Gill South: All in favour, say 'eye'

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Gill South discovers how best to protect her eyes from the summer rays

As with your skin, the most harm to your eyes - 80 per cent - happens in the first 18 years of your life. Photo / Thinkstock
As with your skin, the most harm to your eyes - 80 per cent - happens in the first 18 years of your life. Photo / Thinkstock

I had a very diverting interview recently with Steve Tollestrup, the outgoing executive director of the Tear Fund aid organisation. At the end of our meeting, he asked me if I wanted to see something amazing. "Of course," I said, wondering what I was getting myself into. We raced outside the cafe, where his car was parked. He got out some odd-looking glasses and pointed up at the sky. It's the eclipse, he said in excitement. The member of the Auckland Astronomical Society had not only me but the whole cafe out looking through his special glasses at the natural phenomenon, bless him.

Of course most people know that you should never look directly at the sun.

According to Melissa Hay, director and optometrist at Visique, if we look directly at the sun during an eclipse without protection, the solar light is so focused it can scar or damage the retina. She doesn't recommend doing it in non-eclipse situations either. Ultra-violet exposure can injure the protective layer on the front of the eye and cause conditions such as macular degeneration, cataracts and pterygium.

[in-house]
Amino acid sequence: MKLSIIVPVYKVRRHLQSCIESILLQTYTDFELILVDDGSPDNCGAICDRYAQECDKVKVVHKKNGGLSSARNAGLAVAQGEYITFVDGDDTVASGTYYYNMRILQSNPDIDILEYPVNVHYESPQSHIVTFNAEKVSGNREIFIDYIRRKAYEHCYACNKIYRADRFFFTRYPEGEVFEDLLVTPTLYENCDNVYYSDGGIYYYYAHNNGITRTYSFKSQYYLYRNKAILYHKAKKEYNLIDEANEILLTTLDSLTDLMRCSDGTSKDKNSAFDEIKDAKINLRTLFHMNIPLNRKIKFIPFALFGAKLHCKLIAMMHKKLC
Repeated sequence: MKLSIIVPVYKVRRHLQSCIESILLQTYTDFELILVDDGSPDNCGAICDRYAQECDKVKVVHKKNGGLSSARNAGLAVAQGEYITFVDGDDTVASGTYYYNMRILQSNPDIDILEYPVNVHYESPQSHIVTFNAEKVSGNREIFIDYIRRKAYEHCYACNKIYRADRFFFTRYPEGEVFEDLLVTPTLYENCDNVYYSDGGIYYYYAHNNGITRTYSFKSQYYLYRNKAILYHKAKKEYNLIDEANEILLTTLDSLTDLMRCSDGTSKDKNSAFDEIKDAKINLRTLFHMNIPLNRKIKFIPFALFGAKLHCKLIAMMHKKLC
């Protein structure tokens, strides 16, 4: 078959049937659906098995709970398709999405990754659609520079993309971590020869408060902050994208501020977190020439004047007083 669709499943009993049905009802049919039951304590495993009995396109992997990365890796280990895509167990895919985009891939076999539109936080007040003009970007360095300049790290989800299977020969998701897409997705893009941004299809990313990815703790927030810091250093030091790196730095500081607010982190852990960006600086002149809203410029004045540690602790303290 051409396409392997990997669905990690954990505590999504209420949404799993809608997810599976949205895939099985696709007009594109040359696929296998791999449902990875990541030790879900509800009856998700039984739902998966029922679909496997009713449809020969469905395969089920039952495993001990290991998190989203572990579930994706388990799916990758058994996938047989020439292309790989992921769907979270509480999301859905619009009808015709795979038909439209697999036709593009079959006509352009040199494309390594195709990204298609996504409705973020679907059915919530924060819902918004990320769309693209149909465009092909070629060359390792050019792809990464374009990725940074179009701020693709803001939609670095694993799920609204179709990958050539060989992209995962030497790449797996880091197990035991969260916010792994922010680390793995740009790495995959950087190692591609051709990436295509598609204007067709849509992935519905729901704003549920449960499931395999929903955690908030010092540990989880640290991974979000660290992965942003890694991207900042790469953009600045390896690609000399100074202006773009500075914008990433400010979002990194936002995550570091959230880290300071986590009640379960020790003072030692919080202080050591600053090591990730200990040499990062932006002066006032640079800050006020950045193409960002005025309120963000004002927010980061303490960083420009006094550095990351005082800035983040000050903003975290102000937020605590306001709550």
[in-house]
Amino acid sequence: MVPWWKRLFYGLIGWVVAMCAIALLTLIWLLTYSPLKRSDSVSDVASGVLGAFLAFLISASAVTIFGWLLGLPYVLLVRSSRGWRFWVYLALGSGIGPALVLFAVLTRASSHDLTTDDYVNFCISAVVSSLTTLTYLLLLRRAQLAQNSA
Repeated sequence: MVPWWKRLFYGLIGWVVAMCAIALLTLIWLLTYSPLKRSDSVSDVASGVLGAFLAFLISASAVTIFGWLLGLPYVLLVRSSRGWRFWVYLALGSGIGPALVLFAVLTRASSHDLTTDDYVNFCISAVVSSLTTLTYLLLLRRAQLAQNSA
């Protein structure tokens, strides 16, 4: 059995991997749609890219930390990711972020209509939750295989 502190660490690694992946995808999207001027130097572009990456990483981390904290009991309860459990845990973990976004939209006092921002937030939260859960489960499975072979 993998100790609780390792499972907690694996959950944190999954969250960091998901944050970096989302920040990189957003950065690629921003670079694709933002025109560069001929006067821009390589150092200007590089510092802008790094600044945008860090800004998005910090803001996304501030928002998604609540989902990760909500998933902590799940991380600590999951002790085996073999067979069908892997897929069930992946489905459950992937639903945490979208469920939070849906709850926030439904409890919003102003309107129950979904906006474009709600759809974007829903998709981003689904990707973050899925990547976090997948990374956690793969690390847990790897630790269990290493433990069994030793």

As with your skin, the most harm to your eyes - 80 per cent - happens in the first 18 years of your life. I am blue eyed and fair skinned and don't think I started wearing sunglasses until university, so I'm stuffed.

My boys have sunglasses for cricket and they rarely wear them - at least they wear them across the brim of their caps, thinking it makes them look cool. Start giving them incentives to wear them, Melissa suggests. I'm thinking maybe $2 a match and I'll take it out of their bank account. Just kidding ...

It's about getting the kids into the habit of wearing them, says the optometrist. It's like wearing high heels, you become used to wearing high heels, she says. I don't like to say, but I have never worn high heels in my life and hope never to. I see women tottering around in really high ones and I wince at their every step. That's no habit to be getting into.

Anyway, Visique, citing some research from the Kanazawa Medical University in Japan, is alerting people to the fact that for most of the year harmful UV exposure to eyes peaks in the early morning and late afternoon, not in the middle of the day.

And don't be fooled by a cloudy day, says Melissa. With the cloud reflecting the sun, there can be more UV damage done than on a sunny day. I've always felt a bit self-conscious about how quickly I don my sunnies, like some wannabe celeb, but now I feel rather smug. This column can be so self-affirming when it's not picking my lifestyle apart piece by piece.

When doing water sports - like kayaking - is another key time to protect your eyes, with the reflection off the water taking its effect, says Melissa.

Melissa is relaxed about the kind of sunglasses we all wear - plastic as a material is UV-inhibiting, she says, so a pair of $50 ones from the pharmacy are just as good as a pair of $500 Guccis.

She recommends we all go for wraparound ones or glasses with thick arms so the sides of our eyes are protected too, as 60 per cent of sunlight comes in horizontally.

Last year I wore contact lenses for swimming at the beach and, of course, didn't have any sunglasses to wear that weren't prescription, so I borrowed a pair from the kids. This year I'll follow Melissa's advice and pick up some cheap wraparounds.

- NZ Herald

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